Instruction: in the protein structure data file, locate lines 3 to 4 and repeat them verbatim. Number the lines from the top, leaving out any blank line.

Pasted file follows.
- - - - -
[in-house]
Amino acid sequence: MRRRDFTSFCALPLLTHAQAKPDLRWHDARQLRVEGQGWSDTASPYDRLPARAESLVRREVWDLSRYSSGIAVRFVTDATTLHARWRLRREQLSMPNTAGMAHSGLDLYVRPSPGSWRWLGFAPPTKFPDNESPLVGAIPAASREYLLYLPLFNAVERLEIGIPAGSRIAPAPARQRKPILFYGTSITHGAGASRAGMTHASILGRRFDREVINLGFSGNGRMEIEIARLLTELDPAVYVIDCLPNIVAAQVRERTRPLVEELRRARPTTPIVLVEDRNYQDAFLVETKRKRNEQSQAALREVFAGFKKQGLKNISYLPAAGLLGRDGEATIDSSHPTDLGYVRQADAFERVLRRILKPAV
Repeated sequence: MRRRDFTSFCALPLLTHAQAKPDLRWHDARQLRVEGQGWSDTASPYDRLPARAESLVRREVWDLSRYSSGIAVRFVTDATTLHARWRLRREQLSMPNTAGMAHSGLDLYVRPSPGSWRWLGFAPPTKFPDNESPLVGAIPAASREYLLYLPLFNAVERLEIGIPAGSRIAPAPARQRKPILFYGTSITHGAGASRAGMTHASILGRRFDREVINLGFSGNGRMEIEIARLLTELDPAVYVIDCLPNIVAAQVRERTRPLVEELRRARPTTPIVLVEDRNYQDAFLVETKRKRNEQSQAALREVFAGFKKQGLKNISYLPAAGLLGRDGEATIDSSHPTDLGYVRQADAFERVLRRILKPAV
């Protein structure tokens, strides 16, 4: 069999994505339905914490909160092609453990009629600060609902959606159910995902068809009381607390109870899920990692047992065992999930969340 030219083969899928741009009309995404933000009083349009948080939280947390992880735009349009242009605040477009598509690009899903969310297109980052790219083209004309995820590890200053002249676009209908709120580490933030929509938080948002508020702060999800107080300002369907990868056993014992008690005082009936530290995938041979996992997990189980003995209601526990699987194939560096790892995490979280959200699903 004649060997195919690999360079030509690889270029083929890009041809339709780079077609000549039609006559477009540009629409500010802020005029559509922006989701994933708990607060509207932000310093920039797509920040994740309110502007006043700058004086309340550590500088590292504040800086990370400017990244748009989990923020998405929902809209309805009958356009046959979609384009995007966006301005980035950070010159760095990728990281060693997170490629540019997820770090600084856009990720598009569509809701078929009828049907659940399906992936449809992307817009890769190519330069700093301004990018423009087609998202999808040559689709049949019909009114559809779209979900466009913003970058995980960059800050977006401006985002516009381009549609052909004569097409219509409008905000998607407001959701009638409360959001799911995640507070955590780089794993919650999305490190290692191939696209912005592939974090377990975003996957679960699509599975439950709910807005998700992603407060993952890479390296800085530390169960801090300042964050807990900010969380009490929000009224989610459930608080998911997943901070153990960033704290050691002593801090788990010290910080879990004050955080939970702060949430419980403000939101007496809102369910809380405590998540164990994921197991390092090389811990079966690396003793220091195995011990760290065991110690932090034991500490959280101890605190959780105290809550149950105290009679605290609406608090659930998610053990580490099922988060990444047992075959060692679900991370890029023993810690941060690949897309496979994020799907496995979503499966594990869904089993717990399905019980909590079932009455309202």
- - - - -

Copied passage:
Repeated sequence: MRRRDFTSFCALPLLTHAQAKPDLRWHDARQLRVEGQGWSDTASPYDRLPARAESLVRREVWDLSRYSSGIAVRFVTDATTLHARWRLRREQLSMPNTAGMAHSGLDLYVRPSPGSWRWLGFAPPTKFPDNESPLVGAIPAASREYLLYLPLFNAVERLEIGIPAGSRIAPAPARQRKPILFYGTSITHGAGASRAGMTHASILGRRFDREVINLGFSGNGRMEIEIARLLTELDPAVYVIDCLPNIVAAQVRERTRPLVEELRRARPTTPIVLVEDRNYQDAFLVETKRKRNEQSQAALREVFAGFKKQGLKNISYLPAAGLLGRDGEATIDSSHPTDLGYVRQADAFERVLRRILKPAV
């Protein structure tokens, strides 16, 4: 069999994505339905914490909160092609453990009629600060609902959606159910995902068809009381607390109870899920990692047992065992999930969340 030219083969899928741009009309995404933000009083349009948080939280947390992880735009349009242009605040477009598509690009899903969310297109980052790219083209004309995820590890200053002249676009209908709120580490933030929509938080948002508020702060999800107080300002369907990868056993014992008690005082009936530290995938041979996992997990189980003995209601526990699987194939560096790892995490979280959200699903 004649060997195919690999360079030509690889270029083929890009041809339709780079077609000549039609006559477009540009629409500010802020005029559509922006989701994933708990607060509207932000310093920039797509920040994740309110502007006043700058004086309340550590500088590292504040800086990370400017990244748009989990923020998405929902809209309805009958356009046959979609384009995007966006301005980035950070010159760095990728990281060693997170490629540019997820770090600084856009990720598009569509809701078929009828049907659940399906992936449809992307817009890769190519330069700093301004990018423009087609998202999808040559689709049949019909009114559809779209979900466009913003970058995980960059800050977006401006985002516009381009549609052909004569097409219509409008905000998607407001959701009638409360959001799911995640507070955590780089794993919650999305490190290692191939696209912005592939974090377990975003996957679960699509599975439950709910807005998700992603407060993952890479390296800085530390169960801090300042964050807990900010969380009490929000009224989610459930608080998911997943901070153990960033704290050691002593801090788990010290910080879990004050955080939970702060949430419980403000939101007496809102369910809380405590998540164990994921197991390092090389811990079966690396003793220091195995011990760290065991110690932090034991500490959280101890605190959780105290809550149950105290009679605290609406608090659930998610053990580490099922988060990444047992075959060692679900991370890029023993810690941060690949897309496979994020799907496995979503499966594990869904089993717990399905019980909590079932009455309202």